7. As we set up the tent, flies swarmed around our heads. We felt like day-old garbage. 8. If the phone rings when my parents are eating diner, they don’t answer it. They assume that, if the person wants to reach them, he or she will call back. 9. The library’s security system needs improving. It allows too many people to sneak away with books and magazines hidden in their pockets, purses, or briefcases. 10. Ocean air is always bracing. It makes everyone feel relaxed and carefree, as though the world of work is far away. 11. In the last few years, many prestigious art museums have developed plans to add on to buildings designed by such legendary architects as Frank Lloyd Wright and Louis Kahn. However, many irate museum-goers want the buildings to stay just as they are. 12. The salesperson stapled my bag in six places. I must have looked like a shoplifter. 13. Throughout the last decade, publishing companies doled out huge advances to lure big-time authors. Now many publishers, struggling with massive losses, regret the strategy. 14. Several communities in the country sponsor odd food festivals. In fact, one of the strangest takes place in Vineland, New Jersey. This small rural community celebrates spring with a dandelioneating contest. 15. Only the female mosquito drinks blood; the males live on plant juices. 16. Every Friday evening, my parents go out to eat by themselves at the local diner, and then they do their marketing for the week. 17. TV commercials are valuable because they give everyone a chance to stretch, visit the bathroom, and get a snack. 18. I start by wetting my feet in the lake’s cold water, and then I wade up to my knees before plunging in, shivering all the while. 19. In this country, roughly three hundred new pizza parlors open every week. This shows that pizza has become a staple in the American diet, exceeding even hamburgers and hot dogs in popularity. 20. Correct

Correcting Faulty Parallelism (p. 661) 1. The professor’s tests were long, difficult, and anxiety-producing. 2. Medical tests showed that neither a dust allergy nor seasonal hay fever caused the child’s coughing fits. 3. One option that employees had was to accept a pay cut; the other was to work longer hours.


4. The hairstylist warned her customers, “I’m a beautician, not a magician. This is a comb, not a wand.” 5. The renovated concert hall is both beautiful and spacious. 6. My roommates and I are learning not only Japanese but also Russian. 7. The game-show contestants were told they had to be quick-witted, friendly, and enthusiastic. 8. Correct 9. While waiting in line at the supermarket, people often flip through the tabloids to read about celebrities, the latest scandals, and weight-loss tricks. 10. Eventually, either society will make smoking illegal or people will give it up on their own.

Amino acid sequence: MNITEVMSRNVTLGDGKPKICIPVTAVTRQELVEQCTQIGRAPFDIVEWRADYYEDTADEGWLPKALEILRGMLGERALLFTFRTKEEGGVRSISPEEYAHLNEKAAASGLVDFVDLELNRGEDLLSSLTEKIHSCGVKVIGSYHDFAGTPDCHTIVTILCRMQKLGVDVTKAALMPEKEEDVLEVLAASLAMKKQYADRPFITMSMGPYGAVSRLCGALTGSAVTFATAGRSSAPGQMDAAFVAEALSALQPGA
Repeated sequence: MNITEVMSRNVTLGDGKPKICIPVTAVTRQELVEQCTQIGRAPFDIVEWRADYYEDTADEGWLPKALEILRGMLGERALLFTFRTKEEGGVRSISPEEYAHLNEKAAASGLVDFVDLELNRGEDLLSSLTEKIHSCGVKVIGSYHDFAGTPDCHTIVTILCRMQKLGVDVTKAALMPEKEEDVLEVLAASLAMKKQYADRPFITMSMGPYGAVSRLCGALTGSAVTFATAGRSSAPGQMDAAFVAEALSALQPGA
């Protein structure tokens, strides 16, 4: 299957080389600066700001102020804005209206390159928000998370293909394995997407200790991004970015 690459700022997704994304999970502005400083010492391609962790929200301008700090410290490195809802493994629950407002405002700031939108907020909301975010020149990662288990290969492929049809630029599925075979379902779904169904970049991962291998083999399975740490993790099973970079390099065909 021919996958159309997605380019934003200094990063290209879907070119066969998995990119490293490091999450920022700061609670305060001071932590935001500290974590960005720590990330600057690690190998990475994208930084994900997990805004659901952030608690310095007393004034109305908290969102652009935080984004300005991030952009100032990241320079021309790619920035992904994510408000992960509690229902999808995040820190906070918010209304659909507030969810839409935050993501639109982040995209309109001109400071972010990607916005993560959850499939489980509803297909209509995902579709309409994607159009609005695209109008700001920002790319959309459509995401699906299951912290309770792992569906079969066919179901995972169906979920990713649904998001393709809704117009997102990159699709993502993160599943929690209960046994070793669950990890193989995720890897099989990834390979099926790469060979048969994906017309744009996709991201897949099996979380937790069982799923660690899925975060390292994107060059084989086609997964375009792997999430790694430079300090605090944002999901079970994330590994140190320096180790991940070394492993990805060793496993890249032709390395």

Correcting Problems With Subject-Verb Agreement (p. 664) 1. There are many secretaries who do their bosses’ jobs, as well as their own. 2. Correct 3. Each of the children wears a name tag when the play-group takes a field trip. 4. Next week, the faculty committee on academic standards plans to pass a controversial resolution, one that the student body has rejected in the past. 5. Correct 6. Correct 7. The human spinal column, with its circular disks, resembles a stack of wobbly poker chips. 8. Both the students and the instructor dislike experimental music. 9. In most schools, either the college president or the provost is responsible for presenting the budget to the board of trustees. The board of trustees, in turn, is responsible for cutting costs whenever possible. 10. Nobody in the two classes thinks that the exam, which lasted three hours, was fair. 11. Chipped ceramic pots and half-empty bags of fertilizer line the shelves of my grandparents’ storage shed. 12. In the middle of the campus, near the two new dorms, is a row of spindly elms. The trees, especially the one at the end, were badly damaged in last week’s storm.


13. A strong, secure bond between parent and child is formed when the parent responds quickly and consistently to the baby’s needs. 14. The crowd, consisting of irate teachers and parents, was quiet, but the police were alerted anyway. 15. The guidelines issued by the supervisor state that personal calls made during the business day violate company policy.

Correcting Problems With Verb Tense (p. 666) 1. I parked illegally, so my car was towed and got dented in the process. 2. Correct 3. Although the union leaders had called a strike, the union members voted not to stop working. 4. Dr. Alice Chase wrote a number of books on healthy eating. In 1974 she died of malnutrition. 5. By the time we hiked back to the campsite, the rest of the group had collected their gear to go home. 6. Correct 7. As a boy, Thomas Edison was told he would never succeed at anything. 8. The Museum of Modern Art once hung a painting upside down. The mistake went unnoticed for more than a month. 9. When doctors in Los Angeles went on strike in 1976, the death rate dropped 18 percent. 10. John Steinbeck’s The Grapes of Wrath conveys the horrors of poverty. 11. Correct 12. The aspiring comic walked to the front of the small stage. As he looked out at the audience, a wave of nausea swept over him.